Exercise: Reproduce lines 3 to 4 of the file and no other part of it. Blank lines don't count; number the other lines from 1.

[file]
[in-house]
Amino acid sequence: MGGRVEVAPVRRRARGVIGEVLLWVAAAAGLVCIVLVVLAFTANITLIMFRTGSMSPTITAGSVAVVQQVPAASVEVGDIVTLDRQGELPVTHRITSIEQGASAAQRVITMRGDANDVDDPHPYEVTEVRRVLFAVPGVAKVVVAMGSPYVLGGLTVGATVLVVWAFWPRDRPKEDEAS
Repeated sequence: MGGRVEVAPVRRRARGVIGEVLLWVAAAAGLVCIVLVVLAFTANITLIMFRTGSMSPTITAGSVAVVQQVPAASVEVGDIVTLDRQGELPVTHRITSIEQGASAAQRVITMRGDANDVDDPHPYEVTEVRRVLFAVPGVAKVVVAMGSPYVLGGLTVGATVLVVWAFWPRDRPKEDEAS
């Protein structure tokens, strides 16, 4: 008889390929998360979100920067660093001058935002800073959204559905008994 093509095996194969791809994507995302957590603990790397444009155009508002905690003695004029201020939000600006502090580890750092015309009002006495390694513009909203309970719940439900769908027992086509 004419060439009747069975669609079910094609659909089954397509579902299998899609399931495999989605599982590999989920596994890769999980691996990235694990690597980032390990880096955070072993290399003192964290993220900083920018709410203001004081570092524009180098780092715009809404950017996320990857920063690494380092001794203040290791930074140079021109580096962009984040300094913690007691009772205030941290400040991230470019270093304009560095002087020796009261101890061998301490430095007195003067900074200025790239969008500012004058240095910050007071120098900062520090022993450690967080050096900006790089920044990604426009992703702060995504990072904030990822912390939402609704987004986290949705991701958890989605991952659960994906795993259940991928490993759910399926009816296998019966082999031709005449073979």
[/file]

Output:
Repeated sequence: MGGRVEVAPVRRRARGVIGEVLLWVAAAAGLVCIVLVVLAFTANITLIMFRTGSMSPTITAGSVAVVQQVPAASVEVGDIVTLDRQGELPVTHRITSIEQGASAAQRVITMRGDANDVDDPHPYEVTEVRRVLFAVPGVAKVVVAMGSPYVLGGLTVGATVLVVWAFWPRDRPKEDEAS
């Protein structure tokens, strides 16, 4: 008889390929998360979100920067660093001058935002800073959204559905008994 093509095996194969791809994507995302957590603990790397444009155009508002905690003695004029201020939000600006502090580890750092015309009002006495390694513009909203309970719940439900769908027992086509 004419060439009747069975669609079910094609659909089954397509579902299998899609399931495999989605599982590999989920596994890769999980691996990235694990690597980032390990880096955070072993290399003192964290993220900083920018709410203001004081570092524009180098780092715009809404950017996320990857920063690494380092001794203040290791930074140079021109580096962009984040300094913690007691009772205030941290400040991230470019270093304009560095002087020796009261101890061998301490430095007195003067900074200025790239969008500012004058240095910050007071120098900062520090022993450690967080050096900006790089920044990604426009992703702060995504990072904030990822912390939402609704987004986290949705991701958890989605991952659960994906795993259940991928490993759910399926009816296998019966082999031709005449073979």